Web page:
WINNER: A smiling Kevin Rudd leaves the caucus meeting last night.
WINNER: A smiling Kevin Rudd leaves the caucus meeting last night. AAP

Ipswich would support my "tough" decision, says Neumann

THE Labor Party has dramatically deposed its second sitting Prime Minister in three years.

Dogged by internal rifts within the party for her entire prime ministership, Julia Gillard lost a caucus ballot 57-45 to Kevin Rudd last night - three years and three days after Mr Rudd was deposed.

The move may trigger a potential constitutional crisis with Mr Rudd's leadership likely to be tested in the House today.

Independents Tony Windsor and Rob Oakeshott, who both announced their retirements at the coming election, said they could not guarantee their support if Ms Gillard lost the leadership.

However, independents Bob Katter and Andrew Wilkie have both indicated they will vote for the government in any test of confidence.

Attention will now turn to the federal election date.

Reports last night indicated Mr Rudd would bring the election forward to late August.

Following the spill, Blair MP Shayne Neumann told The Queensland Times he had shifted his vote to Mr Rudd along with key powerbroker Bill Shorten.

He said he'd made the "tough" decision to give the Labor Party the best chance to defeat the Coalition.

"Every poll showed we were in diabolical difficulties," he said.

"I believe Kevin had the best chance of winning. He's got great campaign experience from 2007.

"I wanted to make sure everything we achieved over the last six years won't be for nothing."

He said he hadn't made the decision lightly, but believed it was what the people of Ipswich wanted him to do.

"It was a very tough decision. It's hard. I do pay tribute to Julia; she's been a tough leader.

"I have no doubt the overwhelming number of people in the Ipswich region would support the decision I've made."

Despite his previous support for Ms Gillard, Mr Neumann said he had a long working relationship with Mr Rudd and respected him as a politician.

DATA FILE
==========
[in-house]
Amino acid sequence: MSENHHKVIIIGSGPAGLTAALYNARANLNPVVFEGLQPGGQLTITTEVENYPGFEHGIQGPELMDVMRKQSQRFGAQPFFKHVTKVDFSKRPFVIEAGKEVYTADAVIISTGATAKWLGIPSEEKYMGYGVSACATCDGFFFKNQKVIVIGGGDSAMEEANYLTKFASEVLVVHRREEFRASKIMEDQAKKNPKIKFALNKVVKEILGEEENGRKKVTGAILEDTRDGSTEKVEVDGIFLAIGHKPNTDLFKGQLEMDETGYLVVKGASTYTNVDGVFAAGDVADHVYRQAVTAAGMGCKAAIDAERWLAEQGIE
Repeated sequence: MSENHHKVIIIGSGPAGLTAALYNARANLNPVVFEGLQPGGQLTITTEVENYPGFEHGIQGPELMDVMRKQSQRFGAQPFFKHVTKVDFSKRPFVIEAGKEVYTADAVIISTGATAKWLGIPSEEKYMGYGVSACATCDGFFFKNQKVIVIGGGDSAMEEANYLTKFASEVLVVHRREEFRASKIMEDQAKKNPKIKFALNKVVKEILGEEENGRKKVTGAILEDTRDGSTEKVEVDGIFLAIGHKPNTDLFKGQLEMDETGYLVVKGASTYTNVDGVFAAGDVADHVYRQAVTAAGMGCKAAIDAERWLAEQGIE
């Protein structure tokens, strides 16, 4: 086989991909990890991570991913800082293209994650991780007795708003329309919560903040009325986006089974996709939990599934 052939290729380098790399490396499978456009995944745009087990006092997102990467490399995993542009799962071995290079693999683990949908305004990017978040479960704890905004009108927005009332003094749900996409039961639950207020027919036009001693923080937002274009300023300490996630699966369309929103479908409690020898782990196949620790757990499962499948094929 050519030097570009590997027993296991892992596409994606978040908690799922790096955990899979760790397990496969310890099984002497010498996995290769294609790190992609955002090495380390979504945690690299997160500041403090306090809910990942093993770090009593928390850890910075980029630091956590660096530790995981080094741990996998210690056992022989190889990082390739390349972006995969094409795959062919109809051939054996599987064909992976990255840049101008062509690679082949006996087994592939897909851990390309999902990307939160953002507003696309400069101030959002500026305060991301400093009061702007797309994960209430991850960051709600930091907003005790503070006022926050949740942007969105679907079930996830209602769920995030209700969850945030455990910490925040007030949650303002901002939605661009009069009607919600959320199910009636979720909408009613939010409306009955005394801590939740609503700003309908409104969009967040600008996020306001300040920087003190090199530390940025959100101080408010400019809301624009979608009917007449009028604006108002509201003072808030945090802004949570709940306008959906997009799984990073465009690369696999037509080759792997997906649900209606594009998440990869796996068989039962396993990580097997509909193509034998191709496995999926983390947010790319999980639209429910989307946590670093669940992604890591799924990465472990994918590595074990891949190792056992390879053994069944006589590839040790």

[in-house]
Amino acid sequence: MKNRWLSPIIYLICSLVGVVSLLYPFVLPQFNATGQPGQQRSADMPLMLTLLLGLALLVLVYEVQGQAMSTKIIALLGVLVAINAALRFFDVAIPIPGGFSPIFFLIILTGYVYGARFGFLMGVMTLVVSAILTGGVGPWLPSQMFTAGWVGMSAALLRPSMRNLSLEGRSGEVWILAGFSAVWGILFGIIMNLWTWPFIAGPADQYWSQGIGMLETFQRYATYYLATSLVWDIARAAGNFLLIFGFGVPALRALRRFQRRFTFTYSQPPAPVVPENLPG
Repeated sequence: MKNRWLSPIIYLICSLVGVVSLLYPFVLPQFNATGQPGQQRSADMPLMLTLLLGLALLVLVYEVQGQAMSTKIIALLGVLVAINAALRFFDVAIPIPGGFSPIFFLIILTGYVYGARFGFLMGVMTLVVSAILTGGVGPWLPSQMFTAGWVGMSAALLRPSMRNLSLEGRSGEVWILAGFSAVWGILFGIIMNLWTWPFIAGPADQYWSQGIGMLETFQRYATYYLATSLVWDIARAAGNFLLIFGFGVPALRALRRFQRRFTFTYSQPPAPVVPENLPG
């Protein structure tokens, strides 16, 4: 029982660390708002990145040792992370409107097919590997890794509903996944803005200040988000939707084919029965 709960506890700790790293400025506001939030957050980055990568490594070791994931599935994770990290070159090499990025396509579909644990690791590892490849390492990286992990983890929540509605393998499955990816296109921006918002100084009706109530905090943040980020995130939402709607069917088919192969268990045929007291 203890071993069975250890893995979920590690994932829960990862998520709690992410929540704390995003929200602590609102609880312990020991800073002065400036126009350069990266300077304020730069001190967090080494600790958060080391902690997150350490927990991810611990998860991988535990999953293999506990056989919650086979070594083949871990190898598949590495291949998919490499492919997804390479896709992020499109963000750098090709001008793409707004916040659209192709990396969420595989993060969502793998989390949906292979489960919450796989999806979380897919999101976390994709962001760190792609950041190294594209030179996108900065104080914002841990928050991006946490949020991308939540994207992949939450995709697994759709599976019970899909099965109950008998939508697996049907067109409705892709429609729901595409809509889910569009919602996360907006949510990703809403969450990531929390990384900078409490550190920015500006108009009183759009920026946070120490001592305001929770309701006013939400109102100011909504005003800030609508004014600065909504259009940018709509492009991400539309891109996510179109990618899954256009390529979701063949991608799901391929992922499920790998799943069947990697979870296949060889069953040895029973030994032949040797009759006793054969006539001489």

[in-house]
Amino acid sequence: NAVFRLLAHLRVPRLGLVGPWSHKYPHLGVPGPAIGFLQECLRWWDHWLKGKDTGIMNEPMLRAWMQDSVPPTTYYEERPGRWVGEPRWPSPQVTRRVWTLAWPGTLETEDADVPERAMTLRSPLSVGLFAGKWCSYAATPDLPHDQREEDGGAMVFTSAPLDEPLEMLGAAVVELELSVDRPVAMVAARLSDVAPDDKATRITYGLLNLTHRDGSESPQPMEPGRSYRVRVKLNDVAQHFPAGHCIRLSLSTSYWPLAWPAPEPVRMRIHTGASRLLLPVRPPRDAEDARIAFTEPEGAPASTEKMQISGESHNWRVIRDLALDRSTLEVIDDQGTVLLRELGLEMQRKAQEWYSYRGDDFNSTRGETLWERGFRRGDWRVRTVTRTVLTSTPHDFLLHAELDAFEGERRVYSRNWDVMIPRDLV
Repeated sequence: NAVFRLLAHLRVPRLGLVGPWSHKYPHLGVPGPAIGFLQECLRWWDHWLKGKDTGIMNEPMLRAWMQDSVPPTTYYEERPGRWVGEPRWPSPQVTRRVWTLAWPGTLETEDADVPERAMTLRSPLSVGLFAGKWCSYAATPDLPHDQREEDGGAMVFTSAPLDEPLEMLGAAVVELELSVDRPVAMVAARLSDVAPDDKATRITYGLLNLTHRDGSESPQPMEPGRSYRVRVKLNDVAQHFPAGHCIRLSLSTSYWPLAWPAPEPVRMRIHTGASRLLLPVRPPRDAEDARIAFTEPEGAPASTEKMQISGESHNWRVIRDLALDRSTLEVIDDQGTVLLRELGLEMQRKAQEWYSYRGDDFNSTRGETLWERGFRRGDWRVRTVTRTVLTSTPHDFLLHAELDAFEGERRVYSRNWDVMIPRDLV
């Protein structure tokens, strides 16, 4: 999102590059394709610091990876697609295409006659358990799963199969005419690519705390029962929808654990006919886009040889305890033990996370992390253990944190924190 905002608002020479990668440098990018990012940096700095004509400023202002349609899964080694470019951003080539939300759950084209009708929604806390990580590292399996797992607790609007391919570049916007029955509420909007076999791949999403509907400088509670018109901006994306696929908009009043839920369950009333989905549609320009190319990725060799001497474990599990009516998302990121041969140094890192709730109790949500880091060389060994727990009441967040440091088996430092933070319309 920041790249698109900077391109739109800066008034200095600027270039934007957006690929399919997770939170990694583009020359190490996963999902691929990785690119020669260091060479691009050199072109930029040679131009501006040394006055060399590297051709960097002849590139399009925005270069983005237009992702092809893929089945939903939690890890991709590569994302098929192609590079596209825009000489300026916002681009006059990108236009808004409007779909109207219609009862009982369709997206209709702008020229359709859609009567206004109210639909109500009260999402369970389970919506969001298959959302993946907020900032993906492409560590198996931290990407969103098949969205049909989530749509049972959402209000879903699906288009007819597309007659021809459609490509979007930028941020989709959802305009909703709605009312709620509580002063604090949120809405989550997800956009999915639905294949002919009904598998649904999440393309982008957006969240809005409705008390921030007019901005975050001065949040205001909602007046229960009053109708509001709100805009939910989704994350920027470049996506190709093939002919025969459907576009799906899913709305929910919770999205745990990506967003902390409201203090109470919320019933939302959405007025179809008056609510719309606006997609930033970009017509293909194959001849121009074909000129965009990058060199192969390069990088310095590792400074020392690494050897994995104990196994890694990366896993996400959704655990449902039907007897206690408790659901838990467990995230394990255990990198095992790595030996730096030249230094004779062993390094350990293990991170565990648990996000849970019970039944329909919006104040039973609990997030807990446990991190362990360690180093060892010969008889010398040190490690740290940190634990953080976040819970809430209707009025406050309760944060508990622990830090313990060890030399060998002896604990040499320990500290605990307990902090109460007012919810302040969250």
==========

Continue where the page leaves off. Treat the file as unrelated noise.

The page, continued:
MP for Oxley Bernie Ripoll voted for Ms Gillard.

Prior to the spill, Mr Ripoll said he wanted whoever lost to resign from politics to enable Labor to heal its internal wounds.

"It ought to be accepted that the outcome is the end of it," he told The QT.

Following her defeat last night, Ms Gillard confirmed she would stand down as an MP at the election.

Fighting back to tears, she insisted her gender had played a part in the difficulties she faced.

"The reaction to becoming the first female prime minister doesn't explain everything about my prime ministership," she said.

"Nor does it explain nothing. It explains something."

Following a lengthy caucus meeting, Rudd loyalist Anthony Albanese was elected Deputy Leader, defeating Simon Crean 61-38.

He replaced Rudd critic and key Gillard supporter Wayne Swan.

Penny Wong will replace Stephen Conroy as Leader in the Senate after she was elected unopposed.

Climate Change Minister Greg Combet and Trade Minister Craig Emerson announced in statements they were resigning from the Cabinet.

Mr Emerson will not contest the next election.

It is unknown what Bill Shorten's role might be in the Rudd government, after he sensationally announced before the meeting he would be backing Mr Rudd.

A key factional leader, Mr Shorten was instrumental in Mr Rudd's original demise and the elevation of Ms Gillard.

The political clear-out could open new doors for former ministers Chris Bowen, Martin Ferguson and Joel Fitzgibbon, as well as more junior Rudd supporters Janelle Saffin, Justine Elliot and Ed Husic.

Mr Rudd's return to the leadership capped maybe the most extraordinary day in the life of one of the most extraordinary parliaments in Australian political history.

Speaking after Ms Gillard called a 7pm spill, the Member for Griffith said the government was on course for a "catastrophic defeat" at the next election.

In accepting Ms Gillard's challenge, Mr Rudd predicted the Coalition was on track to win the election by "the biggest landslide since Federation" if he were not returned.

LNP candidate for Blair Teresa Harding said she didn't believe a change of leadership would alter her chances of being elected.

"When I go out there and talk to people they tell me they are sick to death of Labor," she said



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